Fact Sheets

  • 'Anxiety and young people'

    Anxiety disorders are characterised by excessive fear and worry, which can seriously reduce a young person’s ability to function in their day-to-day lives. Anxiety disorders are common – around 15% of Australians aged 16–24 experience an anxiety disorder each year.

  • 'Autism Spectrum Disorder and young people'

    Autism spectrum disorder (ASD) is a developmental condition that can be identified from early childhood onwards and can affect a person throughout their life. The cause is unknown, and there’s no specific medical or genetic test to diagnose it. Instead, diagnosis is based on the presence of: particular patterns of social communication and interaction, restricted interests, and rigid routines, repetitive behaviour (e.g., lining up objects) or repetitive speech.

  • 'Beyond sad - Recognising depression and supporting young people'

    Adolescence and young adulthood is a period of great change and personal growth. There are a number of challenges that come along with this life stage — school and work stress, increasing independence, growing social demands and relationship break-ups are just some of the things a young person may grapple with as they move into adulthood. It is therefore unsurprising that, like all of us, young people can have the occasional mood swing, feel irritable or feel sad. However, sometimes these feelings persist and develop into something more severe, like clinical depression. Perhaps given the increased demands of adolescence, young people are at also an increased risk for developing depression.

  • 'Borderline Personality Disorder and young people'

    Borderline Personality Disorder (BPD) is a term used to describe a pattern of problems that usually start during youth and affect most areas of life, causing the person significant distress over a number of years.

  • 'Depression and young people'

    Depression is more than feeling sad or down, it is a mental illness that is unfortunately common. Among Australians aged between 12–25 years, depression causes more burden than any other illness, either physical or mental. Around 1 in 6 young people will experience depression during adolescence and the rates are higher among young females than young males.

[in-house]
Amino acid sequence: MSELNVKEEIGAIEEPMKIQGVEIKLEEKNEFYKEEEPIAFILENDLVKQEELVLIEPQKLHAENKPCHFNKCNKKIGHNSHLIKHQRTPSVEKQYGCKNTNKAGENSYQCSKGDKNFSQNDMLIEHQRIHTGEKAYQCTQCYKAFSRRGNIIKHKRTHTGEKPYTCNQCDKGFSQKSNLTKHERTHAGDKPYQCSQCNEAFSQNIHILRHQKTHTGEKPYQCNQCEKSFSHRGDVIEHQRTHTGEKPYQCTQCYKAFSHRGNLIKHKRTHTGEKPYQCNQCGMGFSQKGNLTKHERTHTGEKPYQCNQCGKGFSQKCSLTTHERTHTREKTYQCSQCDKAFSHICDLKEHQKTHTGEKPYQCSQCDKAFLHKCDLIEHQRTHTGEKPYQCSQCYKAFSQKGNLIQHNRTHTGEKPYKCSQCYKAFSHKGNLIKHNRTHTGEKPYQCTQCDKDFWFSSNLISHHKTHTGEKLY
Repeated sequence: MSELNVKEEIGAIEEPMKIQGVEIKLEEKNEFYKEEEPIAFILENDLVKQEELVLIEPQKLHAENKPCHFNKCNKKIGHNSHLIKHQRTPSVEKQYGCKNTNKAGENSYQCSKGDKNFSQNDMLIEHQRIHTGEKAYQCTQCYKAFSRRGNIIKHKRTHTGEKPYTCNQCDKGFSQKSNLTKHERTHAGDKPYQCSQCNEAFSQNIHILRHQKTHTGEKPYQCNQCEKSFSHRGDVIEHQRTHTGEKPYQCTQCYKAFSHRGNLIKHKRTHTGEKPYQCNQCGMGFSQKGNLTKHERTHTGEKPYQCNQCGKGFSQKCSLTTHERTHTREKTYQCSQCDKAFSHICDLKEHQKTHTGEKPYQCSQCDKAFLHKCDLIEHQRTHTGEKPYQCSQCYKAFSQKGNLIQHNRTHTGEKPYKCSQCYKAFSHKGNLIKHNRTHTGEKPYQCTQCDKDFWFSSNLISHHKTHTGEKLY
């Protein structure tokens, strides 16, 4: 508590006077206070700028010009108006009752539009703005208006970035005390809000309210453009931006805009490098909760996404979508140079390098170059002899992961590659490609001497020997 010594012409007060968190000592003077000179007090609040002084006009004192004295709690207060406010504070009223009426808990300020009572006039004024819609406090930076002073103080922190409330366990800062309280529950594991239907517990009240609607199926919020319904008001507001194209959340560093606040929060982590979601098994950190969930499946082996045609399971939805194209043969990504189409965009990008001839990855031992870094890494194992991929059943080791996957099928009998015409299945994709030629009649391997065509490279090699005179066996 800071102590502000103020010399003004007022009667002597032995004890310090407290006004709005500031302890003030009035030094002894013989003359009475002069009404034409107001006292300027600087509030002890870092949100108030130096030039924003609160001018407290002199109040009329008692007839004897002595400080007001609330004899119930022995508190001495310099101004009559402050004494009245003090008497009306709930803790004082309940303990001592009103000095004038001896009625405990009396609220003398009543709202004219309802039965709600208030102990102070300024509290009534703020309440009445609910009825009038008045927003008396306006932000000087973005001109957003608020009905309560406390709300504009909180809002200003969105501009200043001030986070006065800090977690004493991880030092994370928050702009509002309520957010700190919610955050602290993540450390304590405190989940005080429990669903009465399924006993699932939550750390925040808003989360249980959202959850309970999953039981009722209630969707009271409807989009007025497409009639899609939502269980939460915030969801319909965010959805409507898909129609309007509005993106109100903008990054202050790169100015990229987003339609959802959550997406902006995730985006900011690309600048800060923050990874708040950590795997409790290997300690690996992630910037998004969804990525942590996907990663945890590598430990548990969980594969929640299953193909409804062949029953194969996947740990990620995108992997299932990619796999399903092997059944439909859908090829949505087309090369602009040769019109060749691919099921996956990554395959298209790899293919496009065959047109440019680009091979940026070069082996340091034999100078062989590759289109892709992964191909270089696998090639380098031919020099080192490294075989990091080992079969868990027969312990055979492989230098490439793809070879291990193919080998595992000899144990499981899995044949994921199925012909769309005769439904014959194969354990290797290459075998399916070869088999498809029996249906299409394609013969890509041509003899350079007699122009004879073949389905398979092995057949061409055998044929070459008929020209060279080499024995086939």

• 'Dissociation and trauma in young people'

    This factsheet focuses on supporting young people, their families and carers to understand what dissociation is, and how it can relate to traumatic experiences.

  • 'Eating and body image disorders and young people'

    Eating disorders and body image disorders are serious mental illnesses in which eating, weight or dissatisfaction with one’s appearance becomes an unhealthy preoccupation in a person’s life. Adolescence is the peak period for onset of these disorders and they lead to significant interference with day to day life.

  • 'Getting active and young people'

    Being active helps maintain your health. We tend to think that the mind and body are separate, but what you do with your body can have a powerful effect on your mental health. And it’s easier to feel good about life if your body feels good.

  • 'Getting help early for psychosis and young people'

    The first time someone experiences an episode of psychosis can be confusing and distressing. Behavioural and emotional changes associated with psychosis can be concerning because of a lack of understanding about what’s happening. This lack of understanding often leads to a delay in seeking help, which means this treatable condition is sometimes left unrecognised and untreated.

  • 'Helping someone with psychosis and young people'

    It often distressing to see someone experiencing psychosis. Whether it is shock, confusion, guilt, or anger, there is no right or wrong way to feel. It’s easy to mistake the very early phases of psychosis for the normal ups and downs that young people go through – this is what makes it difficult to recognise the problem.